While a site for the facility has still not been finalized, Johnson said there have been eight municipalities express interest in hosting the facility, including two outside the SAEWA footprint.
“There’s some significant economic benefits that can come with that,” said Johnson.
Johnson asked what the cost per ton for waste that Barnwell currently paid, and Turner said about $110 per ton. Johnson said a mass burn facility would cost $58 per ton, and it was likely that recycling would increase.
“Literally, this is a utility,” he said. “It’s going to generate electricity, and there’s going to be considerable revenue that comes back from the various aspects of this thing.”
But energy production and reduced waste are just two of the benefits of this type of facility, according to Johnson.
“(M.D. of Taber Reeve) Brian Brewin has talked to me about the possibility of (placing the facility) down in this area, and we’ve talked about the food processing industry. You can generate steam with this, and you can pipe it up to 15 miles. You can heat homes and businesses with it. You can use it in food possessing. So there’s some real value added from that. That revenue of course goes back to the municipalities.”
Barnwell is the last remaining member of the local waste authority still a member of SAEWA, after Vauxhall, the Town of Taber, and the M.D. of Taber all ended their membership last year.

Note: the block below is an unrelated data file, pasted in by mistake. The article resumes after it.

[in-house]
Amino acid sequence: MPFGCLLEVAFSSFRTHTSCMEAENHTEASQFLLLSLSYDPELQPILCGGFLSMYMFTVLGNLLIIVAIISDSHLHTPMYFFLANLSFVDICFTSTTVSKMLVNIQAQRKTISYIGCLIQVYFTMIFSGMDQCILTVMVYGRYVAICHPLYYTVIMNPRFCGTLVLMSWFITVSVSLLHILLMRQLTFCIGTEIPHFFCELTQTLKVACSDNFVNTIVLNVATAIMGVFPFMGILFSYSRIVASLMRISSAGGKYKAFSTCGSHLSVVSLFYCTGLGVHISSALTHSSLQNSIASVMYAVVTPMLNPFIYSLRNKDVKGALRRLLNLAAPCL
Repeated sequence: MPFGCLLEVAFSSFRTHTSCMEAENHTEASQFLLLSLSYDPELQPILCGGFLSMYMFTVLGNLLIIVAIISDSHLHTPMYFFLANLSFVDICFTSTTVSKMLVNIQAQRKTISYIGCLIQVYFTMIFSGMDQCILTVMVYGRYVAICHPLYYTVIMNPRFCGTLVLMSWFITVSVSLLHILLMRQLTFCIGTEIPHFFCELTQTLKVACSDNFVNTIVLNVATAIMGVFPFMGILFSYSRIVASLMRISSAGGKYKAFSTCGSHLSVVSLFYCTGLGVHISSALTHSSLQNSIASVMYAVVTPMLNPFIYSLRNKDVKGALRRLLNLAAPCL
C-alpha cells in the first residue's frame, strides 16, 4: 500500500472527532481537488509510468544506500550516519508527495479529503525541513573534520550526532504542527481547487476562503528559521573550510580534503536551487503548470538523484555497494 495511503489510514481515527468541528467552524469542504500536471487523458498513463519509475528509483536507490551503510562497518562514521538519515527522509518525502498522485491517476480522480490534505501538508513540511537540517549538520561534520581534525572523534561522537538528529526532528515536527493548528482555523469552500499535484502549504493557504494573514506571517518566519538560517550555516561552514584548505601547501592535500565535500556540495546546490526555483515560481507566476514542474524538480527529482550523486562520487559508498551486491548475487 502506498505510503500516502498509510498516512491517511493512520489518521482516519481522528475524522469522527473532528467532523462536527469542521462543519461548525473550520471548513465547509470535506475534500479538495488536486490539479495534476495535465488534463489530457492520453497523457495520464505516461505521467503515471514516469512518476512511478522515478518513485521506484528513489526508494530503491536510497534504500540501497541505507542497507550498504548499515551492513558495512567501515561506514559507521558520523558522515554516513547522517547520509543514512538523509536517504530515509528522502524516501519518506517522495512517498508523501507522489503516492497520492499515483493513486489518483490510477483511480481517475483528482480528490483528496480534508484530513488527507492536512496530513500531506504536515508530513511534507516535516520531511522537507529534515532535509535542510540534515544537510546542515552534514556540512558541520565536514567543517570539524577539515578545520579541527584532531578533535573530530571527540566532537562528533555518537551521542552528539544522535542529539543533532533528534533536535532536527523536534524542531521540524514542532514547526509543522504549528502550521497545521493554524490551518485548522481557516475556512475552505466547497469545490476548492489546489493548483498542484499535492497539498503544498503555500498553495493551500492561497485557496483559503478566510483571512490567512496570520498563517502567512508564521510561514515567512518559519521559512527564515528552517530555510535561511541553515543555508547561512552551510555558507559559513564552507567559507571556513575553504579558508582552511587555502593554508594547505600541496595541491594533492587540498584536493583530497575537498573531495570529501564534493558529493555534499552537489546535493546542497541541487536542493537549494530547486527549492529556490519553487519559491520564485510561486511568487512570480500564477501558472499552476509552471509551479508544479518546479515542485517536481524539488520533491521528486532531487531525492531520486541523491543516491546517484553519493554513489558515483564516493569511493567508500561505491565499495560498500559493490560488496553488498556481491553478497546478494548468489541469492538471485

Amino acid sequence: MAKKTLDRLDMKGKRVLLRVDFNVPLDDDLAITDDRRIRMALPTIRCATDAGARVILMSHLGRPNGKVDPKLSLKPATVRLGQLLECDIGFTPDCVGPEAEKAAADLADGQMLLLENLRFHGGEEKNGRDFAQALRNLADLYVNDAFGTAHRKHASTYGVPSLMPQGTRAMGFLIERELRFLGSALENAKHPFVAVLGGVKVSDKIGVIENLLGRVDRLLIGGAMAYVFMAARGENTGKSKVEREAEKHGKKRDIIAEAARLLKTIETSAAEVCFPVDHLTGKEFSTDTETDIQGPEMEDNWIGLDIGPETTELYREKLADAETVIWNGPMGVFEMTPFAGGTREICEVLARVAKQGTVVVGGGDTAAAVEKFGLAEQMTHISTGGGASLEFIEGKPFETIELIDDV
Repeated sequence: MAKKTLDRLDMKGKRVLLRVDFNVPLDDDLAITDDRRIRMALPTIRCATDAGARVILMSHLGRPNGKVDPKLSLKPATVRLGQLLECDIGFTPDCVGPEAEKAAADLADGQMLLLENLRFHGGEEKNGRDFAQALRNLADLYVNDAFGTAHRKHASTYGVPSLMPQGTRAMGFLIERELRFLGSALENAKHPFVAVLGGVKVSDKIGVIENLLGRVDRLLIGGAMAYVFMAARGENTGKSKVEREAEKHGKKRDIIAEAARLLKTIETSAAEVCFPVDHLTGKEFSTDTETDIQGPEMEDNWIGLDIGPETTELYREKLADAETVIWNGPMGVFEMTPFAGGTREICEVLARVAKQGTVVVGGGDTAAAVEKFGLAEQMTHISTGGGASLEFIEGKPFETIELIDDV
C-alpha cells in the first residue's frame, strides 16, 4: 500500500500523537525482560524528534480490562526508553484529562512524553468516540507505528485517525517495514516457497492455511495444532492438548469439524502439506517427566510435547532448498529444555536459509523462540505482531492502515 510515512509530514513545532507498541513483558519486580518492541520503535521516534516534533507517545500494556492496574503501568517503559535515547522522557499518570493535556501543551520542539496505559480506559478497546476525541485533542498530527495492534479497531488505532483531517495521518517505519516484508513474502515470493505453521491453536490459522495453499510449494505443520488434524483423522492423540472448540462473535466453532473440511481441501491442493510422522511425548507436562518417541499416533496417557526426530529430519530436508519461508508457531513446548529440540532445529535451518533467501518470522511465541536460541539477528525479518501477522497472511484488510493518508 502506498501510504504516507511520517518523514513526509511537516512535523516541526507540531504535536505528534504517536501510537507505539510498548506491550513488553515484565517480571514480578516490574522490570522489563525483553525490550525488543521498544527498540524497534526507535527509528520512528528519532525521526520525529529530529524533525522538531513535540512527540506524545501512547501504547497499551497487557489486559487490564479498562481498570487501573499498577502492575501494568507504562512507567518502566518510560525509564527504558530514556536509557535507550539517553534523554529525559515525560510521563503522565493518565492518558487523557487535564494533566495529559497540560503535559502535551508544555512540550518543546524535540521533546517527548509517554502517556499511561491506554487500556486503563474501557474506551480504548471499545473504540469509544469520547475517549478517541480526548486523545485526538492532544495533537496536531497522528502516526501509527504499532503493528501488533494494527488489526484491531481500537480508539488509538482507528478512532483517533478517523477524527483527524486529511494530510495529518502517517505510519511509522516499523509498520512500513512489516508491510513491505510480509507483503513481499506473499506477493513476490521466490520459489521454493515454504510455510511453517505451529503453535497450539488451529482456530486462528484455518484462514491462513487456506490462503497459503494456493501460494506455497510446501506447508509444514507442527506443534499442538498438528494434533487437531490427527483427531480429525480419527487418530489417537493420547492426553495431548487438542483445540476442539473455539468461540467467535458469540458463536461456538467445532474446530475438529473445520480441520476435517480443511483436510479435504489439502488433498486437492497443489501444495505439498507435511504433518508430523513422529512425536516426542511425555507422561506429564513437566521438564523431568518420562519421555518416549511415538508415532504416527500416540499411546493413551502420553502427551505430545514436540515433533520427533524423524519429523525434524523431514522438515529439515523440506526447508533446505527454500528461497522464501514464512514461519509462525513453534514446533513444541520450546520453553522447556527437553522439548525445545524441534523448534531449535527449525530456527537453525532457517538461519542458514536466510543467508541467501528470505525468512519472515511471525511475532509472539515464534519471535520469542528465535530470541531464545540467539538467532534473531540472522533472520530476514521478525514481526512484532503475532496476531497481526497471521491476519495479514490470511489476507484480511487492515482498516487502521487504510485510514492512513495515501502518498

“One concerns with SAEWA is they are in year 10 or 12 and nothing is happening,’ said Turner. “They have their one or two meetings a year and they spend lots of money promoting it, but they’ve never picked a site, they’ve never picked a digester, there’s nothing in place.”
“I was disappointed, locally, that some members of the waste management authority pulled out,” said Johnson. “I think this has significant long-term benefits.”
Mayor Eric Jensen said major concerns about the project among some municipalities has been the slow rate that the project has been moving, but also the governance of the project.
“Governance, that’s been going on for a long time, and I know that’s been a concern for a lot of municipalities, because I know it’s taken a long time for that to all get in place,” he said. “Sounds like you’re almost there.”
“As an organization, we can’t move forward without the support of our membership,” replied Johnson.
In making their decision not to renew their SAEWA membership, council noted the major cities in southern Alberta – Calgary, Medicine Hat, and Lethbridge – had declined to be a part of the project, something they felt could hinder the amount of energy produced by the facility in the long run. Additionally, the number of municipalities which have entered into the project and then left again was also a factor in their decision.
“All of our other partners in our regional waste authority have opted out of it,” said Jensen. “I know for a fact not all of the people are sitting at the table two years later.”
“Nobody has put a shovel in the ground yet,” Jensen added.
“They don’t have ground yet,” replied Coun. Jane Jensen. “They might not even have a shovel.”